Wasn’t escaping on foot sheer madness, I asked myself, especially since I had never walked such a distance before, and that, too, high up in the Himalayas? What if I slipped and fell, down into the valley far below? What if I developed breathing trouble? I was grossly overweight and under-exercised, after all. If almost all the other travelers stuck in Tabo were being ‘sensible’ by waiting for the road to be cleared or to be rescued, so they hoped, by helicopter, why couldn’t I do the same? Would today be my last day?
Who knows, I might well be dead before the day was over, I mused. But, I firmly said to myself, there was no way I was going back to Tabo. Yes, I determined, I was definitely going along with Krishan later that morning.
I climbed out of my bed and fiddled around with my bags. It would be impossible to carry all my possessions. I had to minimize and take with me only the bare essentials—a pair of pants, a couple of T-shirts, my laptop and camera and a few cosmetics, all of which I stuffed into a single bag.
At 4 am, when it was still dark and freezing, Krishan and I set off towards Kaza. The sky had cleared, and the rains had stopped. But I had hardly walked twenty minutes when the straps of my sandals suddenly snapped. They definitely weren’t made for rough terrain. I hadn’t brought walking shoes with me, expecting the weather in Spiti in mid-June to be summery. For a moment, I was terrified. I looked at the road ahead, strewn with huge jagged-edged boulders and enormous piles of rubble and slush, and my heart sank. I had only my bathroom slippers with me. Ordinarily, I wouldn’t have believed that I could walk even a hundred metres in them on that rough road, but at that moment I couldn’t afford to think and worry. I pulled out my slippers from my bag and put them on.
Krishan looked worried. “Maybe you should have stayed behind in Tabo,” he said. Perhaps he was right, I thought, but just for a second, for now there was no turning back.
I scrambled over the rocks with difficulty. Seeing me struggle, Krishan insisted on carrying my bag. I quickened my pace, rushing ahead as fast as my slippers would carry me. Krishan egged me on to hurry up. “Who knows when a rock can fall from above? It is really very dangerous,” he said.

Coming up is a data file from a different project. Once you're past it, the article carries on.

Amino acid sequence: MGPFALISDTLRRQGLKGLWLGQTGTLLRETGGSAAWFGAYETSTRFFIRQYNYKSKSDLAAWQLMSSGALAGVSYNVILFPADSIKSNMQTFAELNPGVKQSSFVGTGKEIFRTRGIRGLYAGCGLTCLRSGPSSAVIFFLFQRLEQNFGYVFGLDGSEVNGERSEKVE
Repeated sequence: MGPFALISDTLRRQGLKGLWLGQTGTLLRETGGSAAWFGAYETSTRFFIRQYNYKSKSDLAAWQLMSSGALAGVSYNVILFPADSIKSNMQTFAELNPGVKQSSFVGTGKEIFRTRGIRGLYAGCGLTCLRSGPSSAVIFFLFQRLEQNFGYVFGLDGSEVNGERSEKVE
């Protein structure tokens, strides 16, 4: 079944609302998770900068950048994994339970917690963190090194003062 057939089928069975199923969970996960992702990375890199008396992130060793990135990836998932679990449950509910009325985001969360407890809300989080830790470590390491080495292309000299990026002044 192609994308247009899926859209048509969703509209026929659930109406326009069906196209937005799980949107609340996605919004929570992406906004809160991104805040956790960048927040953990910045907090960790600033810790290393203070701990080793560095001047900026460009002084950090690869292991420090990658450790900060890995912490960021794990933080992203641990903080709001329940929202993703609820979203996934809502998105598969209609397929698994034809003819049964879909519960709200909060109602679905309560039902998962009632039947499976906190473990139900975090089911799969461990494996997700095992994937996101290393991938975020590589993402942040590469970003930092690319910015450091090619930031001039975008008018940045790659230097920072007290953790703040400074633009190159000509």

Stretching high up on side of the narrow road were towering peaks, littered with giant boulders that had come sliding down in the storm. On the other side was a sheer fall into the Spiti river, that rushed far below. One wrong move and I could easily slip to instantaneous death. If my slippers gave way, there was possibly no way I could continue to walk, which might well mean being trapped in an avalanche.
I’ve never, I think, been so focused in all my life as I was that morning. My mind was firmly riveted on the road as I plunged ahead, racing over boulders and hillocks of slippery mud. Not for a single moment did I stop to rest—not even for a breather or a sip of water. I’ve never known myself to have walked even half a kilometre without a break, but now I rushed along non-stop, unmindful of the stones that cut into the sides of my feet, driven by a grim determination to reach safety. Strangely, I didn’t feel at all exhausted or breathless, and nor did I fall even once. It must definitely have been God who took me along that morning—I could never have done it on my own.
We covered eight kilometres in just under two hours, arriving at Sijling village, where we discovered to our immense relief that the rest of the road to Kaza had been cleared. A friendly villager invited us to his home for tea, butter-smeared parathas and a much-needed rest.
Later that day, Krishan decided to head for Kaza, while I planned to spend the night at the Dhankar monastery, perched high up on a cliff, and then hitch a ride the next day to Kaza and from there by taxi out of Spiti.
I didn’t know how to thank Krishan. He had brought me with him, had carried my bag and had hosted me for the night. Were it not for him, I would probably have been still stuck in Tabo. I would never have dared escaping Tabo on foot without him. I offered him some money. “It’s for your grandchild. Please buy a dress for her,” I said.
“You think this is some sort of business or what?” Krishan replied, visibly hurt. “Whatever little I did for you was because you are a fellow human being.”
I gulped in embarrassment and gave him a hearty parting hug.